The Diet

The Perfect Health Diet

Here’s our Perfect Health Diet food plate:

PHD_Apple_plate cropped

NOTE: This is our new food plate, updated 2015. Foreign translations of the original food plate may be found here.

We recommend:

  • About 3 pounds [1.4 kg] of plant foods per day, including:
    • About 1 pound [0.45 kg] of safe starches, such as white rice, potatoes, sweet potatoes, and taro;
    • About 1 pound [0.45 kg] of sugary in-ground vegetables (such as beets or carrots), fruits, and berries;
    • Low-calorie vegetables to taste, including fermented vegetables and green leafy vegetables.
  • One-half to one pound [0.25 to 0.5 kg] per day of meat or fish, which should include organ meats, and should be drawn primarily from:
    • ruminants (beef, lamb, goat);
    • birds (especially duck and wild or naturally raised birds);
    • Shellfish and freshwater and marine fish.
  • Low omega-6 fats and oils from animal or tropical plant sources, to taste. Good sources include:
    • butter, sour cream, beef tallow, duck fat;
    • coconut milk or oil
    • palm oil, palm kernel oil, olive oil, avocado oil, macadamia nut butter, almond butter, cashew butter
  • Acids to taste, especially citric acid (lemon juice, lime juice, orange juice, grapefruit juice), lactic acid from fermented or pickled vegetables, vinegars, tannic acids from wine, and tomatoes.
  • Broths or stocks made from animal bones and joints.
  • Snacks or desserts from our pleasure foods: fruits and berries, nuts, alcohol, chocolate, cream, and fructose-free sweeteners like dextrose or rice syrup.

By weight, the diet works out to about 3/4 plant foods, 1/4 animal foods. By calories, it works out to about 600 carb calories, primarily from starches; around 300 protein calories; and fats supply a majority (50-60%) of daily calories.

In the shadow of the apple are foods forbidden because of their high toxin content. Notably:

  • Do not eat cereal grains — wheat, barley, oats, corn — or foods made from them — bread, pasta, breakfast cereals, oatmeal. The exception is white rice, which we count among our “safe starches.” Rice noodles, rice crackers, and the like are fine, as are gluten-free foods made from a mix of rice flour, potato starch, and tapioca starch.
  • Do not eat calorie-rich legumes. Peas and green beans are fine. Soy and peanuts should be absolutely excluded. Beans might be acceptable with suitable preparation, but we recommend avoiding them.
  • Do not eat foods with added sugar or high-fructose corn syrup. Do not drink anything that contains sugar: healthy drinks are water, tea, and coffee.
  • Polyunsaturated fats should be a small fraction of the diet (~4% of total calories). To achieve this, do not eat seed oils such as soybean oil, corn oil, safflower oil, sunflower oil, canola oil, or the like.

We highly recommend certain foods for their micronutrients. These include liver, kidney, egg yolks, seaweeds, shellfish, fermented vegetables, and bone broths.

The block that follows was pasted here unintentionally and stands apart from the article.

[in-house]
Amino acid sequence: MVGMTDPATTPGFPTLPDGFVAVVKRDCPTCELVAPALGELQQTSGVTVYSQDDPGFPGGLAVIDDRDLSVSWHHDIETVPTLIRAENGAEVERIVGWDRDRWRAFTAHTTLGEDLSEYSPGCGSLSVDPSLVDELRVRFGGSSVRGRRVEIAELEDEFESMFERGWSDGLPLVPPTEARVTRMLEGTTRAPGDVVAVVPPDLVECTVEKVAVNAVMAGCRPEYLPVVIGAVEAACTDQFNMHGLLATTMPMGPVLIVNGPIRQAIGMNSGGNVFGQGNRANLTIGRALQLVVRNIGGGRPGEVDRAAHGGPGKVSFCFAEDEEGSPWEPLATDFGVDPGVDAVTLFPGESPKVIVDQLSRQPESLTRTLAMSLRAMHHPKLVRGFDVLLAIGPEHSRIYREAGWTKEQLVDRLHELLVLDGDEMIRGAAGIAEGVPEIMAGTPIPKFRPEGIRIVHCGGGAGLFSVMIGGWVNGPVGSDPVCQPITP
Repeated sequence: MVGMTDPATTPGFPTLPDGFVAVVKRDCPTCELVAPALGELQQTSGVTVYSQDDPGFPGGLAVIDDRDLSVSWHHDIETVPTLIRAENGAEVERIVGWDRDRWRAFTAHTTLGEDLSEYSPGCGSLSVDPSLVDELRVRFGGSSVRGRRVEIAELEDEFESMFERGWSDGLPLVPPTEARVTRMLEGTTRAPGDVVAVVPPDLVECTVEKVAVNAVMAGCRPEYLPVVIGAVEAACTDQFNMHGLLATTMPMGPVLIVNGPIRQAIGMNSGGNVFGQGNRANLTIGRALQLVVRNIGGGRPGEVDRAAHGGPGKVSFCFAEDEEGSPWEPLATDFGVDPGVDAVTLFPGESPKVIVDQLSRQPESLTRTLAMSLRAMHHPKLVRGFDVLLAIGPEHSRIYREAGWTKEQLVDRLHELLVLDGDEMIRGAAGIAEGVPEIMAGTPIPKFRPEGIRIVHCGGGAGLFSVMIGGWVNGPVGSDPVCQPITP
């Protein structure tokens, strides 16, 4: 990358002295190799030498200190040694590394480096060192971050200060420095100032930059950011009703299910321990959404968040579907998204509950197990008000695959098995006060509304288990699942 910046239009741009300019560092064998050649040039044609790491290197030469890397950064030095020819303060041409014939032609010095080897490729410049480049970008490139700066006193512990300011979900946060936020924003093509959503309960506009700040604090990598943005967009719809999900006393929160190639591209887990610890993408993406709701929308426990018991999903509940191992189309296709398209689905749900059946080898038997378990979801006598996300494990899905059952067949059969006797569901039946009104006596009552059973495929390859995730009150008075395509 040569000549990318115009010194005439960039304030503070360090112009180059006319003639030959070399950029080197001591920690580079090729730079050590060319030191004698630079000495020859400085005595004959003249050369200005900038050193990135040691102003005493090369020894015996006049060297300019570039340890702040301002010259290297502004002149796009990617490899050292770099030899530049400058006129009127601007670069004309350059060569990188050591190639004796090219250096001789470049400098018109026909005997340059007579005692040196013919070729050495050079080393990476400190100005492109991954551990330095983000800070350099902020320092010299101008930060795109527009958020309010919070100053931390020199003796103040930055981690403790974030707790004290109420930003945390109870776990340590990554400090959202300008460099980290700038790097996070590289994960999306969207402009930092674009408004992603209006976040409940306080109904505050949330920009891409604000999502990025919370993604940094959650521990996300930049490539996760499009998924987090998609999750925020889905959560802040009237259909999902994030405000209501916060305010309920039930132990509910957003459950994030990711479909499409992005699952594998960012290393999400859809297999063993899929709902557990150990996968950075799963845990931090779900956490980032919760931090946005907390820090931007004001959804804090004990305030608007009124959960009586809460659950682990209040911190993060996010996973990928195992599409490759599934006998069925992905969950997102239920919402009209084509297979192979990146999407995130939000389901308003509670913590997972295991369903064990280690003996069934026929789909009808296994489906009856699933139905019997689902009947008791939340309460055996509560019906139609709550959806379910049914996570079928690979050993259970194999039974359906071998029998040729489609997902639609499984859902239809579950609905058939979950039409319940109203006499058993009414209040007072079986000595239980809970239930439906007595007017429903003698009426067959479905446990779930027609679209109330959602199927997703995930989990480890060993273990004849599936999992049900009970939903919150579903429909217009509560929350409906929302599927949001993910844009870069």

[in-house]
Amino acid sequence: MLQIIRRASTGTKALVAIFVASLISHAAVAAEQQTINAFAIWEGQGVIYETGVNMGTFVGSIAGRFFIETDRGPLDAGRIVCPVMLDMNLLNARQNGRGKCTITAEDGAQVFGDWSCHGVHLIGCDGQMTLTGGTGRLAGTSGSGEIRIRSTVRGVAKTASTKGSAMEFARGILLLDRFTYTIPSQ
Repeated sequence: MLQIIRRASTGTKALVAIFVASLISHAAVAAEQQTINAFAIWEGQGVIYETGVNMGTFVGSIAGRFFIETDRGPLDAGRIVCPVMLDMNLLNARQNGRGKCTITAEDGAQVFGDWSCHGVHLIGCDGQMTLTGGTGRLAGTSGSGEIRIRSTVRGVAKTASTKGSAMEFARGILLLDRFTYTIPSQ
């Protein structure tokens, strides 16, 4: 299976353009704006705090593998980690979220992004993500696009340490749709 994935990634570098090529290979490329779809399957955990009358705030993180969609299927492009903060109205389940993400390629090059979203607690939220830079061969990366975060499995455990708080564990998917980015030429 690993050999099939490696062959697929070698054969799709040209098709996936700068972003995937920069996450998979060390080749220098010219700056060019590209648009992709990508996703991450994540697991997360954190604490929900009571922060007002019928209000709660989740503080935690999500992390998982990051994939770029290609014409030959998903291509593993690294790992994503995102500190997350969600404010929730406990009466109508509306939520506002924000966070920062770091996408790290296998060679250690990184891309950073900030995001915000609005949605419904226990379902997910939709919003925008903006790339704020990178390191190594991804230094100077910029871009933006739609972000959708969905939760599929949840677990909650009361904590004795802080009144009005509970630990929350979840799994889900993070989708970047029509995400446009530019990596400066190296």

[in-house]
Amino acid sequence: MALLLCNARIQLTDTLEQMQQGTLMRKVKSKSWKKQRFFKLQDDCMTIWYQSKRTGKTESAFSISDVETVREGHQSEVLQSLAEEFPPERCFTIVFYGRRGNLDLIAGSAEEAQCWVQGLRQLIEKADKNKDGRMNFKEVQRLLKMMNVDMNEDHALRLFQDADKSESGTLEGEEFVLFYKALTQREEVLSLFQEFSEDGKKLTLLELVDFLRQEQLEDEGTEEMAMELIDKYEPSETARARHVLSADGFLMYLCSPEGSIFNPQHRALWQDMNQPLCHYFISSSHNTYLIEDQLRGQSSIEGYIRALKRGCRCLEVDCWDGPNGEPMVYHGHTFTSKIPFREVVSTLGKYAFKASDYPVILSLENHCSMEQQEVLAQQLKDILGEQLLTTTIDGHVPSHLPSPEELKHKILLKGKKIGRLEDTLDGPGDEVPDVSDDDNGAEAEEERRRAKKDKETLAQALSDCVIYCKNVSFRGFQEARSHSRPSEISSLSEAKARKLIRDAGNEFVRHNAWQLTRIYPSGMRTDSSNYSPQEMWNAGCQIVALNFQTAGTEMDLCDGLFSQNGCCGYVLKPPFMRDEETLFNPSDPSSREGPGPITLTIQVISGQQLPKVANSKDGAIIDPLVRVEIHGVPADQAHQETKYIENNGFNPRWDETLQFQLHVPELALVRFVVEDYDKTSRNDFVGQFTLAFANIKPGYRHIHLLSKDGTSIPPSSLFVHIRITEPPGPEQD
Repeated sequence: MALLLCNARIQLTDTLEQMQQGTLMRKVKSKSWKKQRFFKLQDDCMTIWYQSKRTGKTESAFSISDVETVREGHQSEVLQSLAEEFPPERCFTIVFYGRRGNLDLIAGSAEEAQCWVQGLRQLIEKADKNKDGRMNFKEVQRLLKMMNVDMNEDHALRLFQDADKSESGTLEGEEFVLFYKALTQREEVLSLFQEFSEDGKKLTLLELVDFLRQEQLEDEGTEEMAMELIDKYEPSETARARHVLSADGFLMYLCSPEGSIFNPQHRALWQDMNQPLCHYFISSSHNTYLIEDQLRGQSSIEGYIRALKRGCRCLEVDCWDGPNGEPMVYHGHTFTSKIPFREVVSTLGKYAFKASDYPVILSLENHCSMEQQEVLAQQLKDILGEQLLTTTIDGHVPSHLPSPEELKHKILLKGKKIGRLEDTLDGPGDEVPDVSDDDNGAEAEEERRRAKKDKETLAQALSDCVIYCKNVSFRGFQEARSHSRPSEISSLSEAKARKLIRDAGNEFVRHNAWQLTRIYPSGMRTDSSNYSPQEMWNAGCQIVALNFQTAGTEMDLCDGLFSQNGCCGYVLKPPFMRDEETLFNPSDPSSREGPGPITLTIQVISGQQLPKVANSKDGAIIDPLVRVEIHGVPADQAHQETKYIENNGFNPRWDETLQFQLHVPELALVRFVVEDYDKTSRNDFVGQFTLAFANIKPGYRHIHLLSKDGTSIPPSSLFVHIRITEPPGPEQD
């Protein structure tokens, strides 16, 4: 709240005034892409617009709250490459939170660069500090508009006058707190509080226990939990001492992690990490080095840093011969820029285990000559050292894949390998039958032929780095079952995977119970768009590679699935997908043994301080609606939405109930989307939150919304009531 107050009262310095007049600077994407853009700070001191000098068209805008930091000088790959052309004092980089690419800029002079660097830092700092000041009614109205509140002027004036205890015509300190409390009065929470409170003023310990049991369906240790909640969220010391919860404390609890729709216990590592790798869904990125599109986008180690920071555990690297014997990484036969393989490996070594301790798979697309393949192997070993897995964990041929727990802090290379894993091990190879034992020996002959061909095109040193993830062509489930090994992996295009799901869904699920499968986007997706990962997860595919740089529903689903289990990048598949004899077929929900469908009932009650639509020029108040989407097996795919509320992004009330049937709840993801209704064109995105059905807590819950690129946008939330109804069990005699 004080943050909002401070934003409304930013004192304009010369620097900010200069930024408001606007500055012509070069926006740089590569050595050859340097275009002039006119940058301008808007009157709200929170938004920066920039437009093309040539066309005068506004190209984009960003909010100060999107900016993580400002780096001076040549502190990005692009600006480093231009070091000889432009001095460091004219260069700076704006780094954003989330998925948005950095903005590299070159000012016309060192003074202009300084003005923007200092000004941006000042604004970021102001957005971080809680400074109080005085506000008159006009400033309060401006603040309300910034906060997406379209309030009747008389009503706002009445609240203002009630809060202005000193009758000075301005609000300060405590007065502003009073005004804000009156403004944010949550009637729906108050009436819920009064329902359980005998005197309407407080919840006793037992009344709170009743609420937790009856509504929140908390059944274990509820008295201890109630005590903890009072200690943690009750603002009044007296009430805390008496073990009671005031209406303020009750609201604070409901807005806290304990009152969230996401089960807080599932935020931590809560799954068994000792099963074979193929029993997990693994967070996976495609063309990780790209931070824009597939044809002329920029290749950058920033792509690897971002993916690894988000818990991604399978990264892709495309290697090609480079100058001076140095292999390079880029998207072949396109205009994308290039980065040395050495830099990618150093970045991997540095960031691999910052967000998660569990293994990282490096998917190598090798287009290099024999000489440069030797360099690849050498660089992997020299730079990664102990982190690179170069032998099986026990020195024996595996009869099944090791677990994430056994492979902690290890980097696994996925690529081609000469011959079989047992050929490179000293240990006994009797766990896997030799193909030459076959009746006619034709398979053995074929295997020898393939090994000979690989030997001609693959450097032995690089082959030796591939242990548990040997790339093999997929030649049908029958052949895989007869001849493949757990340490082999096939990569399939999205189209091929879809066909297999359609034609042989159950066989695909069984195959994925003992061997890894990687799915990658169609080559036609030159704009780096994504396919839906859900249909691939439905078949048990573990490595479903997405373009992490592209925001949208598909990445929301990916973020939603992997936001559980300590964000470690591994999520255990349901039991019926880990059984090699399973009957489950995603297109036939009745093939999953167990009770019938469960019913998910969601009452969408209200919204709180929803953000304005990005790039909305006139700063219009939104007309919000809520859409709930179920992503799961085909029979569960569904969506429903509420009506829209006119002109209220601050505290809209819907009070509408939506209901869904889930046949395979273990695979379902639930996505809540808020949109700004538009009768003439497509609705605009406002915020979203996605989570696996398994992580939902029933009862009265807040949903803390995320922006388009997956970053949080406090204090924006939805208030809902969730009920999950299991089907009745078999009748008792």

We also recommend augmenting the diet with certain supplements. See our Supplement Recommendations page. These nutrients are deficient in modern diets due to removal of minerals from drinking water by treatment, depletion of minerals from soil by agriculture, or modern lifestyles that deprive us of vitamin D by indoor living.

We recommend tweaking the diet for certain diseases. Neurological disorders often benefit from a diet that is ketogenic; other conditions may benefit from lower carb diets. These variations are discussed in the book:

See the “Buy the Book” page for other purchase options.

Leave a comment ?


  1. No grains? Interesting, is that solely because of the high toxin content which I presume comes from non-organic farming?

  2. No grains? Interesting, is that solely because of the high toxin content which I presume comes from non-organic farming? :mrgreen:

    • No! Have you read much of the Perfect Health Diet?

    • The toxin content is not from farming technique. It is because the plants can’t run away from the grazing animals that co-eveloved with them and so were under pressure to protect their seeds with toxins that disrupt digestion. These are natural plant toxins and because the plants evolved these defense in part to protect agains predation by herbivorous mammals, and we are relatively close biologically to these animals the toxins wreck havoc with our biology too.

      The counter-intuitive preference for white rice over brown rice is because when cooked, white rice is largely toxin free, because most of the toxins are in the outer layer of the seed and milled away, with gentle moist cooking deactivating any remaining toxins.

      It is not about pesticides.

  3. What would be a better macro-nutrient strategy for optimal nutrition, assuming one is within about 5lbs of their goal weight? (Adult male, moderate activity)

    1) 1500 calories, Fat 65% Carb 15% Protein 20%

    2) 2000 calories (supplementing an additional 500 calories with coconut oil and olive oil) this changes the ratio to:
    Fat 73% Carb 12% Protein 15%

  4. The perfect health diet project is significant, because it aspires, in the service of the truth, to attain a comprehensive understanding, rooted in foundational principles, of one of the most basic goods: vegetal flourishing in man. The Perfect Health Diet is the first treatise to have grasped the essence of what it means for man to flourish vegetally, i.e., the fundamental principles of the flourishing of man insofar as man can be regarded in terms of the mode of the vegetal. Such an undertaking presupposes the apprehension of an enormous body of scientific knowledge as well as the development of a scientifically and philosophically correct framework in which to comprehend this knowledge.

    It is possible to imagine a separate treatise written on the topic of animalistic flourishing, i.e., the flourishing of man insofar as man can be regarded as a mere animal. Such a study could be called “treatise on the athletic and perceptual capacities required in sports”.